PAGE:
Where the subject will is executed after the testator has been declared legally incompetent, it must be proved that the testator returned to a state of testamentary capacity by demonstrating that the will was executed during a lucid moment. See In re Estate of Supplee, 247 So.2d 488, 490 (Fla. 2d DCA 1971)(“Florida law is likewise well settled to the effect that although an incompetency adjudication creates a presumption of lack of testamentary capacity as to any will thereafter executed during the continuance of such adjudication, that such presumption may be overcome on proof that the will was executed by the adjudged incompetent during a lucid interval.”). The terms “lucid moment” or “lucid interval” do not describe a moment when the testator was not patently delusional. A “lucid moment” is a period of time during which the testator returned to a state of comprehension and possessed actual testamentary capacity.
II. Evidentiary Burden
The Supreme Court of Florida has stated that “an adjudication of incompetency shifts the burden of going forward with the evidence on testamentary capacity to the proponent of the will.” In re Estate of Ziy, 223 So.2d 42, 43 (Fla.1969); see also Grimes v. Estate of Stewart, 506 So.2d 465, 467 (Fla. 5th DCA 1987)(“Although a declared incompetent may have sufficient lucid moments during which to execute a valid will, nevertheless, adjudication of incompetency of a testator creates a prima facia case against the proponent of such a will.”)(footnotes omitted). In the instant case, Mr. Haynsworth was declared legally incompetent on May 18, 1993. Therefore, the burden of going forward with evidence as to the capacity of Mr. Haynsworth rested with the Niece.
Now that we have identified the appropriate test for testamentary capacity and determined that the burden to prove a return to capacity rested with the Niece, we turn to the question of whether the Niece adequately met that burden. The Niece presented two expert witnesses who opined that Mr. Haynsworth had testamentary capacity to execute the July Will. However, one of these experts had never examined Mr. Haynsworth, and the other had not examined Mr. Haynsworth near the time of the signing of the July Will. The Niece presented lay testimony to the effect that Mr. Haynsworth appeared lucid and was able to exchange pleasantries during the relevant time. However, none of the expert or lay testimony offered at trial provided any evidence relating to Mr. Haynsworth's testamentary capacity as it is legally defined, to-wit: Whether he had an understanding of the nature and extent of his holdings and assets, understood his relation to those who would naturally claim a substantial benefit from his will, and whether he possessed a general understanding of the practical effect of the will as executed. Accordingly, there was no competent substantial evidence that can be pointed to by the Niece/Appellee as even addressing, let alone overcoming, the presumption of incompetency that legally follows the adjudication of incompetency rendered by the court as of May 18, 1993. As a result, the trial court was in error in admitting the July Will to Probate. For the same reasons, the subsequent November Will is not capable of being probated either.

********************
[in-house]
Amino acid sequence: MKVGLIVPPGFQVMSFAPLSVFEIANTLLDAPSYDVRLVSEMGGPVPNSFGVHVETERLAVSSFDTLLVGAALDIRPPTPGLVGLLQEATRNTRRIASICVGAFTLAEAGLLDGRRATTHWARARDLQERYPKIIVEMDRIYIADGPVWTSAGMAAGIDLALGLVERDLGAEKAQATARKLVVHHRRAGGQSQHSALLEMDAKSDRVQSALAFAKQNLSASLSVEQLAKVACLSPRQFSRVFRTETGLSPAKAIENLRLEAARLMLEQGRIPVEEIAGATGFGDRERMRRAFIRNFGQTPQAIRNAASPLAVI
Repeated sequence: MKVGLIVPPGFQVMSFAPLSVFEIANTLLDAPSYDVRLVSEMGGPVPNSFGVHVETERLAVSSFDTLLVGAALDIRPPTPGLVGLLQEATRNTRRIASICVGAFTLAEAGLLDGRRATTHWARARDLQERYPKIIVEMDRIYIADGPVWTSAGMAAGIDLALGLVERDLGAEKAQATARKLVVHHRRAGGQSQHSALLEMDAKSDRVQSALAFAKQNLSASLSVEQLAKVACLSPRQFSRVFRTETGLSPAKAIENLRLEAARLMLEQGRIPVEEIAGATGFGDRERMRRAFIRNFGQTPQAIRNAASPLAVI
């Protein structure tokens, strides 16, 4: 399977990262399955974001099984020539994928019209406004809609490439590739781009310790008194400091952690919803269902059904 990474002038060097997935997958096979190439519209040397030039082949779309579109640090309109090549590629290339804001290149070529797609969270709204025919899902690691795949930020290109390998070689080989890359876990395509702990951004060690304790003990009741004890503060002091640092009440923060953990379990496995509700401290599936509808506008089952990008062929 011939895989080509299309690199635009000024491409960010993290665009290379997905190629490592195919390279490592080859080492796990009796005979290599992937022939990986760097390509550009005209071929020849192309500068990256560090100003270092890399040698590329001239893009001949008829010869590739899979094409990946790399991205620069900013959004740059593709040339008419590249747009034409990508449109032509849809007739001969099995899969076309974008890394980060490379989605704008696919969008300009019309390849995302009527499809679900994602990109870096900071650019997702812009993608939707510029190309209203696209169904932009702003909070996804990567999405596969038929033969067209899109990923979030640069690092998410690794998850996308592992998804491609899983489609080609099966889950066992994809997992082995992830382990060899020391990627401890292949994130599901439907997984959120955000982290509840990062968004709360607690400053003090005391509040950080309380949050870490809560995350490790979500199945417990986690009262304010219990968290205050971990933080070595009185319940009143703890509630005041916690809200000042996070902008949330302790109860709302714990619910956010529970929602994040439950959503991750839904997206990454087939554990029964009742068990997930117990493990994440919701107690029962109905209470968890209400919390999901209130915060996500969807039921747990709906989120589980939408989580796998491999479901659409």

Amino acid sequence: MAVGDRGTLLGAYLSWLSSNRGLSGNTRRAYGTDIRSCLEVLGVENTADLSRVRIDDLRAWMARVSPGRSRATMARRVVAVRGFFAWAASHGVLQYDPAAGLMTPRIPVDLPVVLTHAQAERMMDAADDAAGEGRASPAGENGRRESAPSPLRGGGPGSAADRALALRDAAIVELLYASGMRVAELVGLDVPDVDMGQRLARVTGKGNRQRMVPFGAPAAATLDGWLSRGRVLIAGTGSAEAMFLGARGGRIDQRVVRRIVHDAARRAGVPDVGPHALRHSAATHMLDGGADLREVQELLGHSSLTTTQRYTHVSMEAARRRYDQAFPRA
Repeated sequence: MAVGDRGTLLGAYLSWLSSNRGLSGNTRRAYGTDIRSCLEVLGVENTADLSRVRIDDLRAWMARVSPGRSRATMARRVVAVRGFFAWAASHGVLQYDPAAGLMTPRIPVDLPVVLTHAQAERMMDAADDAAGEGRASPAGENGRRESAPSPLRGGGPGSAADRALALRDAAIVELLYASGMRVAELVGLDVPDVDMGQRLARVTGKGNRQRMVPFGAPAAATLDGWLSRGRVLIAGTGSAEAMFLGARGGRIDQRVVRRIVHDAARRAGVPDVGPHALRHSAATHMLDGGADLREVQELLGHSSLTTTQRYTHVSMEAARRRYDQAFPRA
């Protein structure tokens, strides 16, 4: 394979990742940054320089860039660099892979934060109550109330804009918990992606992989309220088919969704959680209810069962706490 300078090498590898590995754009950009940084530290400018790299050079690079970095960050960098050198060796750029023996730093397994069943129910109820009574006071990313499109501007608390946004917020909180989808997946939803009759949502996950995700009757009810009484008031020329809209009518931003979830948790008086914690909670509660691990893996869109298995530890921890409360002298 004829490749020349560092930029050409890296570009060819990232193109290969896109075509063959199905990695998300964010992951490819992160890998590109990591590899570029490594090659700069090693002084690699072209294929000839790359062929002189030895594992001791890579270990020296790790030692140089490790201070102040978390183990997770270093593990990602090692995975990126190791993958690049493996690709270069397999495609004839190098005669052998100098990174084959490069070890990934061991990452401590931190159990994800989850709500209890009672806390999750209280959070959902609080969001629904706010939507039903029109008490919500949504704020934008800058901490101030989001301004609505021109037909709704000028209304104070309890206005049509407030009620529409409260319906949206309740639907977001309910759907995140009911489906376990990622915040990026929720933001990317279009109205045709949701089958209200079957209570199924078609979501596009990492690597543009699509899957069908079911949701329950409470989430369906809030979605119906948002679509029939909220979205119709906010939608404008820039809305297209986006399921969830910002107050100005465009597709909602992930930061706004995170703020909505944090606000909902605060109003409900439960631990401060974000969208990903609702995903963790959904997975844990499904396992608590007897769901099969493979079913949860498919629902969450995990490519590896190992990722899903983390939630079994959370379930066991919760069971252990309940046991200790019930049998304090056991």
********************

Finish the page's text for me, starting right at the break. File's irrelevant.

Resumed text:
III. Partial Invalidity
Without expressing any view concerning agreement or disagreement with the trial court's finding that attorney Blum subjected Mr. Haynsworth to undue influence in connection with his fee for drafting the February Will, we note that the record contains sufficient evidence to support that finding and we will not disturb it. However, having made such a finding, the proper result under section 732.5165, Florida Statutes (1995), would be to strike only that provision awarding Blum five percent of the estate and admit the rest of the February Will to probate.1 Accordingly, the amount of money that would have gone to Blum reverts to the residuary clause of the February Will.
For all of the above reasons, this case must be remanded to the trial court with directions to vacate the order that admitted the July Will to probate and, instead, probate the February Will.
Reversed and remanded with directions.
1. That statute provides: “A will is void if the execution is procured by fraud, duress, mistake, or undue influence. Any part of the will is void if so procured, but the remainder of the will not so procured shall be valid if it is not invalid for other reasons.”
Docket No: Nos. 97-101, 97-95, 97-87, 96-3496, 96-3473, 96-3443 and 96-3440.
Decided: February 18, 1998
Court: District Court of Appeal of Florida,Third District.